The Swedish government intends to introduce a more favorable taxation for certain foreign skilled workers and experts

On June 24, in preparation for the negotiations regarding the 2021 state budget, the Swedish Ministry of Finance proposed amendments to the tax legislation related to employment income. The proposed amendments will lower the final tax liability on employment income for elderly as well as on income for all, over certain income levels. For foreign workers in Sweden, the most beneficial change is the intended extension of time during which a foreign worker may be covered by the Swedish expert tax relief.

As part of the process of preparing for the 2021 Swedish state budget, the Swedish Ministry of Finance (MoF) has issued several memorandums containing intended legislative amendments related to tax on employment income. The intended amendments relate to the following, which are further described below:

  • Extended time of expert tax relief for certain foreign personnel
  • Tax reduction on employment income
  • Lower state tax
  • Additional tax relief for individuals above 65 years old

Extended time of expert tax relief for certain foreign personnel

Foreign citizens carrying out particularly qualified tasks or receiving a monthly remuneration above a certain level may enjoy tax relief on their Swedish earned income. When granted the relief, only 75% of the earned employment income should be reported as taxable income. This further means that employers only pay the applicable employer contributions based on 75% of the remuneration given.

Currently, tax relief applies for up to a maximum of three years. However, the MoF has now proposed to prolong the applicable period to a maximum of five years. The purpose of the intended change is to make Sweden more competitive for skilled personnel. The proposition will bring the Swedish expert tax regime more in line with similar regimes in other European countries that have a longer periods of applicability, making Sweden more competitive.

The amendment is proposed to enter into force on 1 January 2021, and the amendment will then apply for stays in Sweden as from 1 June 2020. Applications that have already been filed and approved will need to be re-filed once the new legislation has been approved, in order for the longer tax relief period to apply.

Tax reduction on employment income

The MoF has proposed a general tax reduction for employment income; for which two alternatives have been suggested. The first alternative is a tax reduction of SEK 1,700 per year for individuals with a taxable employment income between SEK 40,000 and the cut-off point for state income tax (SEK 509,300 for income year 2020). The second alternative is a general tax reduction of SEK 1,300 without the limitation to the mentioned cut-off point.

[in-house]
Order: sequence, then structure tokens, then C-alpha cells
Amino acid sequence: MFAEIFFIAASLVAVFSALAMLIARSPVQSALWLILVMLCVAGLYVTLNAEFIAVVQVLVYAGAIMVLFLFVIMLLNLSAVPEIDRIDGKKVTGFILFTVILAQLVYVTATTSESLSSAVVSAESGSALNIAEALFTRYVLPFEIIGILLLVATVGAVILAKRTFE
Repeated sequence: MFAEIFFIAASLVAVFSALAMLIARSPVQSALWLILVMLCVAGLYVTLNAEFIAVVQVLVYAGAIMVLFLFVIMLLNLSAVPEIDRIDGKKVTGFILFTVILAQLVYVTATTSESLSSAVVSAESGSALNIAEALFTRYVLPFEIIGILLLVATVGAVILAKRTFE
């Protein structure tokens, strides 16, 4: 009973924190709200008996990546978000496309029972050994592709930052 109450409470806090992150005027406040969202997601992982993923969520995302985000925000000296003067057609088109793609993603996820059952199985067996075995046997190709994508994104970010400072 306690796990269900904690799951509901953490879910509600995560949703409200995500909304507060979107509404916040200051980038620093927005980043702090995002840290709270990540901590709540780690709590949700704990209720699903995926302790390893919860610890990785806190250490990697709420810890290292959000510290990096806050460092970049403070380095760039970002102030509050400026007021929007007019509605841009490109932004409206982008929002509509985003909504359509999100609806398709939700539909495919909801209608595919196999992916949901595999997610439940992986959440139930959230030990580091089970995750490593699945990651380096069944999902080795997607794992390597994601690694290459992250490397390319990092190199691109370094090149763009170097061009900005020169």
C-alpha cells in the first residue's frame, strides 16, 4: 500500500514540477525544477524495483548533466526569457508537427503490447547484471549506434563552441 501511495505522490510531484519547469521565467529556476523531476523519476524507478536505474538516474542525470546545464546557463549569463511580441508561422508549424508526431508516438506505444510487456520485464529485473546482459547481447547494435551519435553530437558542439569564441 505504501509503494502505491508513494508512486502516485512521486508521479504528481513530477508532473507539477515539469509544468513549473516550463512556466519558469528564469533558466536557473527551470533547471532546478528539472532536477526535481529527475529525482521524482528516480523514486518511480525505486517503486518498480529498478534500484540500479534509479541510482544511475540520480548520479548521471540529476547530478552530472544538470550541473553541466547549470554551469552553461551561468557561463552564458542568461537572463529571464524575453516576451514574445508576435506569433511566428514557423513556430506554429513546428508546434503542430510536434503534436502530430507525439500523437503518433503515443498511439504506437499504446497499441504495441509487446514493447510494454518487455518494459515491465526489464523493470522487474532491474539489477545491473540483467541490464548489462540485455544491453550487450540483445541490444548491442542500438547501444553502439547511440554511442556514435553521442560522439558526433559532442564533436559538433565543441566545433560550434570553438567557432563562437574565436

The amendment is proposed to enter into force 1 January 2021 and would be applied as from income year 2021.

Changes to state income tax

The MoF has also proposed amendments concerning Swedish state tax. Employment income in Sweden is taxed according to a progressive tax rate. Income of up to SEK 509,300 (for income year 2020) is only subject to municipal taxes at a varying rate of 29-35% depending on where in Sweden you live. State tax of 20% is thereafter also paid on taxable employment income above the mentioned limit.

The MoF now presents two different alternatives in order to give tax relief. The first alternative is to increase the cut-off point for state income tax by SEK 6 000 (notwithstanding the annual increase based on the Consumer Price Index). The second alternative is to lower the state income tax rate from 20% to 19,5%.

The amendment is proposed to enter into force 1 January 2021 and would be applied as from income year 2021.

Changes to taxation of individuals over the age of 65

In addition to the abovementioned amendments, the MoF has proposed a change that would lead to further tax relief for individuals over the age of 65. Currently, employment income (including pension) is subject to a higher taxation for individuals over the age of 65; compared to younger individuals. In order to change this, they now propose a higher basic tax deduction for individuals who have turned 65 at the start of the income year, and who has employment income amounting to between approximately SEK 213,000 to SEK 1,418,000 per year.

What’s next?

The proposals are now open for consultation and comments amongst stake holders and government agencies. The deadline for comments and input from the respective recipient is 18 August 2020. Since the proposals are still in the very early stages of the legislative process, it remains to be seen what changes may be made before the government’s final legislative proposal is presented.

Please contact us if you require more information, advice or assistance.

Marie Liebich and Sevim Güven

Links to the propositions:

 

Contact
Marie Liebich
+46 72 573 12 40

 

Contact
Sevim Güven
+46 72 230 95 20